An alleged public pool pest is being investigated over incidents at three more venues, including another aquatic facility and a waxing business, a court has heard.
Deane Richard Roach, 43, was refused bail for a second time on Thursday, when a magistrate said she was "left with the irresistible conclusion that [his behaviour] is driven by some sort of personal compulsion".
Mr Roach has been in custody for the past month on a lengthy list of charges, 13 of which relate to alleged incidents at swimming centres across Canberra.
That alleged offending is said to have begun in June and spanned more than three months, with Club Lime ANU, Aqua Harmony in Kambah and the Stromlo Leisure Centre all featuring.
Mr Roach is accused of exposing himself to children as young as 10 through antics including nude swimming, defecating in a pool and urinating in a Coles supermarket.
On Thursday morning, prosecutor Hannah Roberts told the ACT Magistrates Court that further charges were "pending".
She said police were now also investigating the Holt man over alleged inappropriate behaviour at the Active Leisure Centre in Erindale, Wax Monkey in Civic and "a premises in Batemans Bay".
The court heard that officers expected to take statements on Friday from witnesses in those matters.
Ms Roberts urged Magistrate Louise Taylor to refuse bail, describing Mr Roach as having engaged in "the deliberate flouting of community standards" through "bizarre and brazen offending" that kept escalating.
She said that whenever members of the public intervened to try and put a stop to Mr Roach's alleged indecency, "he simply moves on to another pool".
Ms Roberts highlighted a particular comment Mr Roach is said to have made when confronted at the Stromlo Leisure Centre about his "skimpy underwear".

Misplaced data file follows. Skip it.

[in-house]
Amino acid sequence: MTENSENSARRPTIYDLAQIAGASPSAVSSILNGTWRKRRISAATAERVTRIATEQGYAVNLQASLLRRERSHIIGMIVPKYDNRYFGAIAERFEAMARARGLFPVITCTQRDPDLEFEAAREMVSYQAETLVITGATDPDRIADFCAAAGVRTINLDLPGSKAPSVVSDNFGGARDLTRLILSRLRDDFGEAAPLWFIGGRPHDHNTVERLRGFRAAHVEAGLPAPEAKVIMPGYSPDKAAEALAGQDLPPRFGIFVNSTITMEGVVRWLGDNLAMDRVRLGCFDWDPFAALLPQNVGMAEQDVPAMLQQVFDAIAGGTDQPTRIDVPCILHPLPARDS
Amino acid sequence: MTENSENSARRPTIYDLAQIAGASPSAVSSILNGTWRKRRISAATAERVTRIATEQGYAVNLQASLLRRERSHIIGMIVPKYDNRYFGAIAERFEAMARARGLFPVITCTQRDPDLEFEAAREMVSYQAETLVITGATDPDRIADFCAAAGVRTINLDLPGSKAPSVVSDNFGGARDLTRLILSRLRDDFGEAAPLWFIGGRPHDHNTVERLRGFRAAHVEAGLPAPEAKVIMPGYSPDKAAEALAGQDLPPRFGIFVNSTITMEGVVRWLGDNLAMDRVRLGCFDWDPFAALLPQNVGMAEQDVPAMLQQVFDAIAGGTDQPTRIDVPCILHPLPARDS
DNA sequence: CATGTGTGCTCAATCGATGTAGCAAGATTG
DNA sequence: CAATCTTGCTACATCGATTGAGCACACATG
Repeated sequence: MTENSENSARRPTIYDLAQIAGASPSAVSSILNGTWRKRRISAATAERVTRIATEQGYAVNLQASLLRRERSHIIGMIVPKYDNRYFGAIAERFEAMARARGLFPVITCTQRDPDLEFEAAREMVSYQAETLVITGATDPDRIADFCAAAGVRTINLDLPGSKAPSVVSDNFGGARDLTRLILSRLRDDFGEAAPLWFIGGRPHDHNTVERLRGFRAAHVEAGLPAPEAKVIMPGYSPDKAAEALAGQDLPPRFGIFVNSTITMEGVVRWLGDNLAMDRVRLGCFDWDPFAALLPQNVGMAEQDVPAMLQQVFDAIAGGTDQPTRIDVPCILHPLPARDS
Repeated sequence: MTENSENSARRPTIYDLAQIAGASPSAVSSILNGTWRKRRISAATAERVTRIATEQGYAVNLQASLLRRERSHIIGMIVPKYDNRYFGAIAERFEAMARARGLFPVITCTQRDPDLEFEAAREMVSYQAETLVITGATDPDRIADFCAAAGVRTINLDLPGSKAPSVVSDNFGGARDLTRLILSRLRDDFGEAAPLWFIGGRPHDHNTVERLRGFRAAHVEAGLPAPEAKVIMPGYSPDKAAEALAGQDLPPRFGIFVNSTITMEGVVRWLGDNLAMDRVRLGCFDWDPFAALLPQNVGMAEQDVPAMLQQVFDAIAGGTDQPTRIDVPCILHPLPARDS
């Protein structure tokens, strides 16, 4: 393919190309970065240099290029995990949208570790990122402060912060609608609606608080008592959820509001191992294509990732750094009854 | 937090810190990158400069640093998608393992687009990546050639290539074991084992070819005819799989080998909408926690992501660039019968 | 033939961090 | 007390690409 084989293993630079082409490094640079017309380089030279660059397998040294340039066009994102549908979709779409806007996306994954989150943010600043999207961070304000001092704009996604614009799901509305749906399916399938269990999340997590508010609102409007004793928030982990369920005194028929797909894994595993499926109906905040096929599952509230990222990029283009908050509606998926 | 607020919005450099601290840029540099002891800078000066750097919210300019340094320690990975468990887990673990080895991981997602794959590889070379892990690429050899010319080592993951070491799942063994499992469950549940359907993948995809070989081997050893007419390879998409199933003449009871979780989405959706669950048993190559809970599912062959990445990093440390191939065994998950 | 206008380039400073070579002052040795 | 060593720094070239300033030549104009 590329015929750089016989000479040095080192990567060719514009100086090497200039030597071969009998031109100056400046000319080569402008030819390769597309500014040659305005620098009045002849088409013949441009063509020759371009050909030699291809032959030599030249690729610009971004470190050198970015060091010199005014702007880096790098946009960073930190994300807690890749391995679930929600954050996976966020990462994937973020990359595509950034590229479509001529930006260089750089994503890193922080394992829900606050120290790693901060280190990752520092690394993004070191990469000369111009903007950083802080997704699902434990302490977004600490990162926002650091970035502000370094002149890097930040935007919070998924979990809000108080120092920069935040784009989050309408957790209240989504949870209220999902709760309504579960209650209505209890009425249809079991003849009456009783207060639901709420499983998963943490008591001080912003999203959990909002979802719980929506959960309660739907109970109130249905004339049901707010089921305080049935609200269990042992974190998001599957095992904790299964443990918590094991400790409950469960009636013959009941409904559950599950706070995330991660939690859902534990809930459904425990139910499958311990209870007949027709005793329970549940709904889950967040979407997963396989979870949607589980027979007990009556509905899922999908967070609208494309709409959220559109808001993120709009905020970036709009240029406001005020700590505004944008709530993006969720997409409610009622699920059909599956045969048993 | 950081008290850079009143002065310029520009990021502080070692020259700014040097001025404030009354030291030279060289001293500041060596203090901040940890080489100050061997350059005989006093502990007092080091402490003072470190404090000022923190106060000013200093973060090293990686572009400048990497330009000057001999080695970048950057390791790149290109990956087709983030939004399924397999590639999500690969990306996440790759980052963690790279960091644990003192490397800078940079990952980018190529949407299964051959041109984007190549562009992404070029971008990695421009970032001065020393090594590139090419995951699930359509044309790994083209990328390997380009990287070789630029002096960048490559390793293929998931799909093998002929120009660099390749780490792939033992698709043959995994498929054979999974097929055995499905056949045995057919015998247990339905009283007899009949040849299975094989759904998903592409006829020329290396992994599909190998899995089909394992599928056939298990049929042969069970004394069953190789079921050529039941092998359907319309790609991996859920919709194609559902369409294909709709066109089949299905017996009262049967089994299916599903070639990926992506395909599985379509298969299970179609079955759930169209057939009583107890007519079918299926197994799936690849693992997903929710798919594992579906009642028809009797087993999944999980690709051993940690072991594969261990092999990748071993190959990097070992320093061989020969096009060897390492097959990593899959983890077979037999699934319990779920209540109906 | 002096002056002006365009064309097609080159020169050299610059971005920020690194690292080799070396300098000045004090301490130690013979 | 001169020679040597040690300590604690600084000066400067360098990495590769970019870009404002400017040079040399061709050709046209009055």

She said Mr Roach had remarked, "I guess the kiddies wouldn't like that", in a demonstration of his "contumacious attitude to offending".
The prosecutor described the case against the Holt man as "strong".
But Mr Roach's lawyer, Helen Hayunga, said the charges were "largely disputed" and that there was "much at issue in the [police allegations]".
She stopped short of entering not guilty pleas, however, saying that she had been instructed to "make representations" to the Director of Public Prosecutions in a bid to resolve the case without a defended hearing.
"The defendant here is quite significantly overcharged," Ms Hayunga told the court.
"Many of the charges can be treated as back-ups, alternatives and the like."
Ms Hayunga pressed for Mr Roach to be released, arguing that he had demonstrated an ability to comply with bail conditions in the past and that his activities could be restricted to prevent contact with the alleged victims.
She also said he had stable housing, and that his work hours were set to increase throughout December.
But Ms Taylor said she was troubled by a number of things, including that the alleged offences fell within a period when Mr Roach was subject to a suspended jail sentence and good behaviour order.
The allegations were also of "a protracted period of conduct that can only be described as brazen", and which Mr Roach appeared to have carried out "in a confident manner".
Ms Taylor said it was particularly worrying that in one instance, Mr Roach was accused of responding to condemnation of his behaviour by stalking a woman who had banned him from a pool.
The court has previously heard Mr Roach was not mentally ill, and Ms Taylor said there was nothing to suggest he was affected by drugs or alcohol during the majority of the alleged incidents.
"I am left with the irresistible conclusion that the defendant is driven by some sort of personal compulsion," she said.
While remanding Mr Roach in custody, Ms Taylor said the community needed to be protected and she could not come up with bail conditions that would do that.
Mr Roach will return to court at a later date.